(Adds details of court ruling)
OSLO, Jan 4 (Reuters) - An Oslo court approved Norway's plans for more oil exploration in the Arctic on Thursday, dismissing a lawsuit by environmentalists who had said it violated people's right to a healthy environment.
The case, brought by Greenpeace and the Nature and Youth Group, had argued that a 2015 oil licensing round in the Arctic that gave awards to Statoil, Chevron and others was unconstitutional.
"The environmental organisations' argument that the plan violates the Constitution's Article 112 has not succeeded," Oslo district court ruled. "The state, represented by the Ministry of Petroleum and Energy, is exonerated."
The court ordered the environmental groups to pay the state's legal costs of 580,000 Norwegian crowns ($71,687). It was not immediately known if they would appeal against the ruling.
Norway is Western Europe's largest producer and exporter of oil and gas and plans to keep pumping for decades despite its support for the 2015 Paris climate accord, which aims to end the fossil fuel era this century.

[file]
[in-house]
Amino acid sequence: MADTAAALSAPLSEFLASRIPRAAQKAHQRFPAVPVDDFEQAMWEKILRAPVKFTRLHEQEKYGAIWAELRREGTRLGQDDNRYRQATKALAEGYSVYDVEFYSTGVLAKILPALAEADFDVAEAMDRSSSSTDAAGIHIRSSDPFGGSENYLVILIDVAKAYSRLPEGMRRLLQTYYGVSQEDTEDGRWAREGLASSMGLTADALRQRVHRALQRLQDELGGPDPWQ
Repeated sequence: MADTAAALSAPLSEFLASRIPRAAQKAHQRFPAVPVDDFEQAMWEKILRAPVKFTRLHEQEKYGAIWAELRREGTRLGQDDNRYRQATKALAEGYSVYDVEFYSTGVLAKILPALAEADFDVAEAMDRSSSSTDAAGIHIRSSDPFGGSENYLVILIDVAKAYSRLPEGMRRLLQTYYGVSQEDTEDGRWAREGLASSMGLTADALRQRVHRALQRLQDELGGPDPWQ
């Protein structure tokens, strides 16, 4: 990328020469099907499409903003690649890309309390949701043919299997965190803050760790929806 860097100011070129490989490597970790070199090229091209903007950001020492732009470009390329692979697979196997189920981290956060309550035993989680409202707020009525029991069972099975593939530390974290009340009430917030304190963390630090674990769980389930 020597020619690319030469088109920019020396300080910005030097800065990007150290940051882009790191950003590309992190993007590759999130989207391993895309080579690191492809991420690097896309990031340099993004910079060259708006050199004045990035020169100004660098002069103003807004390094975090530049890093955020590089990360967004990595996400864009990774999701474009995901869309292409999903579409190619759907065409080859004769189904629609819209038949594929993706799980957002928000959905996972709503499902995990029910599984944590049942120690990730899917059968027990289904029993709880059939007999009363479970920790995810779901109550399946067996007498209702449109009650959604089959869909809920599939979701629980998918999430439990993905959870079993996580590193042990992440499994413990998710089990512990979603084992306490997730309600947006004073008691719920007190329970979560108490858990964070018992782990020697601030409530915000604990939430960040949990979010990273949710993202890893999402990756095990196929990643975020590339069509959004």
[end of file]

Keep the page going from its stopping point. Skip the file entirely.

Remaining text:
While Norway's output from the Arctic remains small, the region is believed to hold the greatest potential for new discoveries that could gradually replace production from rapidly maturing North Sea and Norwegian Sea fields.
The government's lawyers had argued that the case was a publicity stunt that would cost jobs if it was successful.
The court said that any production from future Arctic fields would not start for 10-15 years, by which time a new management plan for the northern region would almost certainly be in place.
And it said government and parliament had taken proper account of how the ice in the Arctic region was retreating because of global warming. Environmentalists say a cold year could bring ice back to the region.
The legal action was part of an emerging branch of law worldwide in which plaintiffs invoke a nation's founding principles in a bid to bring about policy change to limit global warming.
During the hearing in late 2017, the government said it was inappropriate to invoke the constitution rather than focus on taxes and regulations to control greenhouse gases.
The Norwegian oil industry lobby group welcomed the decision.
"We've previously said that this is a matter of politics, and politics should be made in parliament, not in the court," said Tommy Hansen, a spokesman for the Norwegian Oil and Gas Association.
Among firms winning stakes in 10 licenses awarded in Norway's 23rd round of awards were Lukoil, ConocoPhillips, Lundin, Aker BP, OMV, Centrica, Idemitsu and others. ($1 = 8.0907 Norwegian crowns) (Additional reporting by Nerijus Adomaitis; Editing by Richard Balmforth)